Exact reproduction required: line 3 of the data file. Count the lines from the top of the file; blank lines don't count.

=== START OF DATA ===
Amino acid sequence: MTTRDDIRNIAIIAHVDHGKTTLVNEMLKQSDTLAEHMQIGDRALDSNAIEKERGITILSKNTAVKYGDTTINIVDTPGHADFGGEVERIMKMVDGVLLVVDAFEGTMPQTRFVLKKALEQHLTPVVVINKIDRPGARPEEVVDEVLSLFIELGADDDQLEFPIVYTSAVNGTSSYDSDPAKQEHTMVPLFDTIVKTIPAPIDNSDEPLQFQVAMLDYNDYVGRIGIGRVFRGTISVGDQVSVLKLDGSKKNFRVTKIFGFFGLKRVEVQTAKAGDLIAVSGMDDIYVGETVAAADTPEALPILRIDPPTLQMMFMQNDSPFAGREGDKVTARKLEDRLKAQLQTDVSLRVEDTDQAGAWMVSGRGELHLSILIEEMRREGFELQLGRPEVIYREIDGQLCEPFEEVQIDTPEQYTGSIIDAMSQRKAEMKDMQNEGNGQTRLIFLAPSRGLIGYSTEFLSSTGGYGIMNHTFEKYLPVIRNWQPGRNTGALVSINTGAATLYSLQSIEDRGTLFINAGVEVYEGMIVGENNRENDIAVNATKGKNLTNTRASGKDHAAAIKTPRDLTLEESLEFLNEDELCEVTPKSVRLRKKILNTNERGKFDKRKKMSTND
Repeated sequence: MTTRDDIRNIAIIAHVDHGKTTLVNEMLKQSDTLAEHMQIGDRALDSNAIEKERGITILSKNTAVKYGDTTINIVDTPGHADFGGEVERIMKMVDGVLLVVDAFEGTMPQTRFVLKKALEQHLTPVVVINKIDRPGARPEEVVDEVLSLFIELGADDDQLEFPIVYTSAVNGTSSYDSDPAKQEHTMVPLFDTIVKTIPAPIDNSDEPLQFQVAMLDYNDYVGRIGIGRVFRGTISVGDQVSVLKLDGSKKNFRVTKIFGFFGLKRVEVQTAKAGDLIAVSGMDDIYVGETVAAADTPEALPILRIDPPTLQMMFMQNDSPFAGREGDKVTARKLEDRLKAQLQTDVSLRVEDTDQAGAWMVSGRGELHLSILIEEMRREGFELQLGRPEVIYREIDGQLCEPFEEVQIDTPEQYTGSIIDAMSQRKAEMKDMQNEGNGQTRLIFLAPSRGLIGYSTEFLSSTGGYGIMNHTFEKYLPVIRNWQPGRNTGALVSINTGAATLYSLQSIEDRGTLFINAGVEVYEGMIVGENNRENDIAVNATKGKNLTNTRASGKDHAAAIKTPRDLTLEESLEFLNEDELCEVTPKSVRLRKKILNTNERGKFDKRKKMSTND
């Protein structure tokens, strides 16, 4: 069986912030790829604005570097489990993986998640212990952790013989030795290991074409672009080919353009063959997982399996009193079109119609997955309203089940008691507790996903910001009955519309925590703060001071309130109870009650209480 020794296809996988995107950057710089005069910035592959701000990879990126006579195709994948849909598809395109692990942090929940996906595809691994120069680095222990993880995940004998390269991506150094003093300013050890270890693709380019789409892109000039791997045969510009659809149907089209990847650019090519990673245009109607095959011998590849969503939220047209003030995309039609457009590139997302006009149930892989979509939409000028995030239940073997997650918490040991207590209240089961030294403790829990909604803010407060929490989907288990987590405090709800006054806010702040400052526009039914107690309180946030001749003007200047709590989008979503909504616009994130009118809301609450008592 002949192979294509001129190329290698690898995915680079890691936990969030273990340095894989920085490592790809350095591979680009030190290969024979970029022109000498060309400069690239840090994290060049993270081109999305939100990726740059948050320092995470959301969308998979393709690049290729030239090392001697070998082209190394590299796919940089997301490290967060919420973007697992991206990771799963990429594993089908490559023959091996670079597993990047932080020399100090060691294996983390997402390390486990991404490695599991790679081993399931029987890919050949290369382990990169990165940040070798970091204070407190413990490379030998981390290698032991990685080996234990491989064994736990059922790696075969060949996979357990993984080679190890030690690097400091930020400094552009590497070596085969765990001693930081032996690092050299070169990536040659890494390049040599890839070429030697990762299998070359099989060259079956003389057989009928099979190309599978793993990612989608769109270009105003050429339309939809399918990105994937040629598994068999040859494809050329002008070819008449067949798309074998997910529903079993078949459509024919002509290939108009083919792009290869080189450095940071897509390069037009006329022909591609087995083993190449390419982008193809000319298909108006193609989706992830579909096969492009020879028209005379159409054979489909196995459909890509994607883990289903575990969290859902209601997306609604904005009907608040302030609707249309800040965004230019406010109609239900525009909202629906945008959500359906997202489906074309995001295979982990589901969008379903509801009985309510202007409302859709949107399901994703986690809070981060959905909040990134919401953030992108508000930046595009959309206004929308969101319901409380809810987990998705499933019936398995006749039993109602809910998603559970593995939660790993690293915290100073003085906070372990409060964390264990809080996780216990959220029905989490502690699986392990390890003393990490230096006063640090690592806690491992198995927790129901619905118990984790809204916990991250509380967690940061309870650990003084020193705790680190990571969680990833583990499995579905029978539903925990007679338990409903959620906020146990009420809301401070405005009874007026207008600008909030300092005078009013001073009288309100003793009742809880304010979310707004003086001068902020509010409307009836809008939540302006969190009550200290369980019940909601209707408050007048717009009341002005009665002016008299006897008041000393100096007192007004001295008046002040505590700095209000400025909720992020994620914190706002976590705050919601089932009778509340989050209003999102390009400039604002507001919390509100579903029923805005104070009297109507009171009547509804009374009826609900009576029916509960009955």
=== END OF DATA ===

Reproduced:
């Protein structure tokens, strides 16, 4: 069986912030790829604005570097489990993986998640212990952790013989030795290991074409672009080919353009063959997982399996009193079109119609997955309203089940008691507790996903910001009955519309925590703060001071309130109870009650209480 020794296809996988995107950057710089005069910035592959701000990879990126006579195709994948849909598809395109692990942090929940996906595809691994120069680095222990993880995940004998390269991506150094003093300013050890270890693709380019789409892109000039791997045969510009659809149907089209990847650019090519990673245009109607095959011998590849969503939220047209003030995309039609457009590139997302006009149930892989979509939409000028995030239940073997997650918490040991207590209240089961030294403790829990909604803010407060929490989907288990987590405090709800006054806010702040400052526009039914107690309180946030001749003007200047709590989008979503909504616009994130009118809301609450008592 002949192979294509001129190329290698690898995915680079890691936990969030273990340095894989920085490592790809350095591979680009030190290969024979970029022109000498060309400069690239840090994290060049993270081109999305939100990726740059948050320092995470959301969308998979393709690049290729030239090392001697070998082209190394590299796919940089997301490290967060919420973007697992991206990771799963990429594993089908490559023959091996670079597993990047932080020399100090060691294996983390997402390390486990991404490695599991790679081993399931029987890919050949290369382990990169990165940040070798970091204070407190413990490379030998981390290698032991990685080996234990491989064994736990059922790696075969060949996979357990993984080679190890030690690097400091930020400094552009590497070596085969765990001693930081032996690092050299070169990536040659890494390049040599890839070429030697990762299998070359099989060259079956003389057989009928099979190309599978793993990612989608769109270009105003050429339309939809399918990105994937040629598994068999040859494809050329002008070819008449067949798309074998997910529903079993078949459509024919002509290939108009083919792009290869080189450095940071897509390069037009006329022909591609087995083993190449390419982008193809000319298909108006193609989706992830579909096969492009020879028209005379159409054979489909196995459909890509994607883990289903575990969290859902209601997306609604904005009907608040302030609707249309800040965004230019406010109609239900525009909202629906945008959500359906997202489906074309995001295979982990589901969008379903509801009985309510202007409302859709949107399901994703986690809070981060959905909040990134919401953030992108508000930046595009959309206004929308969101319901409380809810987990998705499933019936398995006749039993109602809910998603559970593995939660790993690293915290100073003085906070372990409060964390264990809080996780216990959220029905989490502690699986392990390890003393990490230096006063640090690592806690491992198995927790129901619905118990984790809204916990991250509380967690940061309870650990003084020193705790680190990571969680990833583990499995579905029978539903925990007679338990409903959620906020146990009420809301401070405005009874007026207008600008909030300092005078009013001073009288309100003793009742809880304010979310707004003086001068902020509010409307009836809008939540302006969190009550200290369980019940909601209707408050007048717009009341002005009665002016008299006897008041000393100096007192007004001295008046002040505590700095209000400025909720992020994620914190706002976590705050919601089932009778509340989050209003999102390009400039604002507001919390509100579903029923805005104070009297109507009171009547509804009374009826609900009576029916509960009955």